State v. Lawrence, 365 N.C. 506, –––– 723 S.E.2d 326, 334 (2012).
The indictment for first-degree burglary alleged that defendant entered Lesane's dwelling with intent to commit larceny. However, in its instructions to the jury, the trial court stated that the State had to prove that, “at the time of the breaking and entering the defendant intended to commit robbery with a dangerous weapon within the dwelling house.” Defendant contends that this variance between the indictment and the jury instruction was plain error.
Our Supreme Court's decision in State v. Farrar, 361 N.C. 675, 651 S.E.2d 865 (2007), is dispositive of this argument. In Farrar, the defendant's burglary indictment alleged larceny as the underlying felony. The jury instructions stated that the underlying felony was robbery with a dangerous weapon, and defendant failed to object to the jury instruction at trial. Our Supreme Court, reviewing the issue for plain error, held that defendant had not been prejudiced by the instruction, noting that “larceny is a lesser-included offense of robbery with a dangerous weapon, and thus, the jury instructions actually benefitted defendant by adding an additional element for the State to prove.” Id. at 677, 651 S.E.2d at 866. The Court held this “error favorable to the defendant” was not prejudicial. Id. at 679, 651 S.E.2d at 867. See also State v. Beamer, 339 N.C. 477, 485, 451 S.E.2d 190, 195 (1994) (holding that, where the jury instruction required the jury to find that defendant committed a crime with more elements than that alleged in the indictment, error was favorable to defendant). We hold that defendant cannot demonstrate prejudice and thus cannot show plain error.
This argument is without merit.
V. Failure to Submit Lesser Included Offense to Jury
In his fifth argument, defendant contends that the trial court erred in failing to submit to the jury the lesser included offense of second-degree murder. We disagree.
A. Standard of Review
“[Arguments] challenging the trial court's decisions regarding jury instructions are reviewed de novo by this Court.” State v. Osorio, 196 N.C.App. 458, 466, 675 S.E.2d 144, 149 (2009).
“An instruction on a lesser-included offense must be given only if the evidence would permit the jury rationally to find defendant guilty of the lesser offense and to acquit him of the greater.” State v. Millsaps, 356 N.C. 556, 561, 572 S.E.2d 767, 771 (2002).
Defendant contends that the trial court erred in denying his request that the lesser offense of second-degree murder be submitted to the jury. The distinction between first-degree murder and second-degree murder is that the former requires a showing of premeditation and deliberation. Our Supreme Court has held:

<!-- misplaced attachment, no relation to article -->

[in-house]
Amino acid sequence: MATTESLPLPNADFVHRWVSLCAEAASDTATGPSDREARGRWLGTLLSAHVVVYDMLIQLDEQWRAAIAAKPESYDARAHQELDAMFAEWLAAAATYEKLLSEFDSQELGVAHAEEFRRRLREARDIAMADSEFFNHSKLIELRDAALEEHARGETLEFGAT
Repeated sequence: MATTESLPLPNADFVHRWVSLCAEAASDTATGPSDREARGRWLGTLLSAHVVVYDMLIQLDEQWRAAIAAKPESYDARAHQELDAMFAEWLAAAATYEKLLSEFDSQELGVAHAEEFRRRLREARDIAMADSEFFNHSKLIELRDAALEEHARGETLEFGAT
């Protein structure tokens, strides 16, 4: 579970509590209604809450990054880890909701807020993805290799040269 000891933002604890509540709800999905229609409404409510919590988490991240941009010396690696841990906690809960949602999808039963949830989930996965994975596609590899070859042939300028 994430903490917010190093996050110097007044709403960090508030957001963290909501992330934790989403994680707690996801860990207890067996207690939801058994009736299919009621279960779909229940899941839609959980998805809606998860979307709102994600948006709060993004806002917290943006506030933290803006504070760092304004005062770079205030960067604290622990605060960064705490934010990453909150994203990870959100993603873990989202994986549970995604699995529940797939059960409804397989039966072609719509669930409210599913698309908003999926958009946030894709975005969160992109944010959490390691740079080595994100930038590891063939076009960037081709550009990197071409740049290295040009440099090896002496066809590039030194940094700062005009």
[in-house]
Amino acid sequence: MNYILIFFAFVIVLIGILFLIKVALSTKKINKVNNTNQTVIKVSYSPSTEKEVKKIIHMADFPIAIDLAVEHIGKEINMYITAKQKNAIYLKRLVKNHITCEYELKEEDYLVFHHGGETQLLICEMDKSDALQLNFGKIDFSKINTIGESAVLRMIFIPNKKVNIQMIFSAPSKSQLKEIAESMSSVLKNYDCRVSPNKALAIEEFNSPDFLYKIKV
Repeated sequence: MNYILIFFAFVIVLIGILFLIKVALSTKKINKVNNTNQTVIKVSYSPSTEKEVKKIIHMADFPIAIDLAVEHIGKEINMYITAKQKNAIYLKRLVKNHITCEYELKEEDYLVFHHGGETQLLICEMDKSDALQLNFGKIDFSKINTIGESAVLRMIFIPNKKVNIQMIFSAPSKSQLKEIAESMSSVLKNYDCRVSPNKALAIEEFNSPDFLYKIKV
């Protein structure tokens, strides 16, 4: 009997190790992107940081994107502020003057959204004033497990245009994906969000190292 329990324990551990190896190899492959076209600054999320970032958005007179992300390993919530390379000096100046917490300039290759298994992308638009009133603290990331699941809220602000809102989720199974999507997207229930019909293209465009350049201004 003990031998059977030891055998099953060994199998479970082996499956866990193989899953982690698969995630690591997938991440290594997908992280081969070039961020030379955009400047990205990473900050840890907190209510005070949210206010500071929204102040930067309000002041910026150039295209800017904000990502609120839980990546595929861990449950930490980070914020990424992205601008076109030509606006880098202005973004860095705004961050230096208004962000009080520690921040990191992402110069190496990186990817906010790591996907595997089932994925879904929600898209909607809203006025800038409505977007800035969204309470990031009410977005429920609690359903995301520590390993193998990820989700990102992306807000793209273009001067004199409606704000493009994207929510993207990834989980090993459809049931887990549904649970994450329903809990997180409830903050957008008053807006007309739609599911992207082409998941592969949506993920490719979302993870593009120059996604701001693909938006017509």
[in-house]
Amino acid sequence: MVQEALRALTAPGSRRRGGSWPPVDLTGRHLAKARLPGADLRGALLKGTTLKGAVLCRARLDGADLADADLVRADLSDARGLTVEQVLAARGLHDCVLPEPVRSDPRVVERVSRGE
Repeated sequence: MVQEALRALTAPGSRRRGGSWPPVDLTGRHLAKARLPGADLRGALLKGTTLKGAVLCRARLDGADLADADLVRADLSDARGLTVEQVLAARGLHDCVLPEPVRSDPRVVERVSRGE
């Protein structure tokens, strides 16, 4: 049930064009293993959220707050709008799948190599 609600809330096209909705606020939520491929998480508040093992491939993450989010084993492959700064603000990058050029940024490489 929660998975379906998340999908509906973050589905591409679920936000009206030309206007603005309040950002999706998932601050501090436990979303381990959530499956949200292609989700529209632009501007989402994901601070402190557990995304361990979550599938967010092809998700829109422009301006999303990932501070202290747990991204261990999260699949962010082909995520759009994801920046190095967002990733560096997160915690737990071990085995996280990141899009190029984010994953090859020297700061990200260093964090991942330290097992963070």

If the evidence is sufficient to fully satisfy the State's burden of proving each and every element of the offense of murder in the first degree, including premeditation and deliberation, and there is no evidence to negate these elements other than defendant's denial that he committed the offense, the trial judge should properly exclude from jury consideration the possibility of a conviction of second degree murder.
State v. Locklear, 363 N.C. 438, 454–55, 681 S.E.2d 293, 306 (2009) (quoting State v. Strickland, 307 N.C. 274, 293, 298 S.E.2d 645, 658 (1983), overruled in part on other grounds by State v. Johnson, 317 N.C. 193, 203, 344 S.E.2d 775, 781 (1986)).
At trial, the State presented evidence of defendant's premeditation and deliberation, including Ross' testimony that Lesane begged for his life, the multiple gunshot wounds, and the lack of provocation. As we have previously stated, this was competent evidence of premeditation and deliberation.
On appeal, defendant argues that Ross' testimony as to what transpired in the trailer was speculative, in that Ross did not actually witness what happened, and thus was not evidence sufficient to support a finding of premeditation and deliberation. However, defendant's challenge to Ross' testimony is one of credibility, and the credibility of witnesses is not for this Court to determine. State v. Buckom, 126 N.C.App. 368, 375, 485 S.E.2d 319, 323 (1997) (quoting State v. Hanes, 268 N.C. 335, 339, 150 S.E.2d 489, 492 (1966)). Defendant cites to no other evidence in the record which would suggest a lack of premeditation or deliberation.
Given that the State presented evidence of premeditation and deliberation, and there is no evidence in the record to suggest a lack thereof, we hold that the trial court did not err in denying defendant's request for an instruction on the lesser included offense of second-degree murder.
This argument is without merit.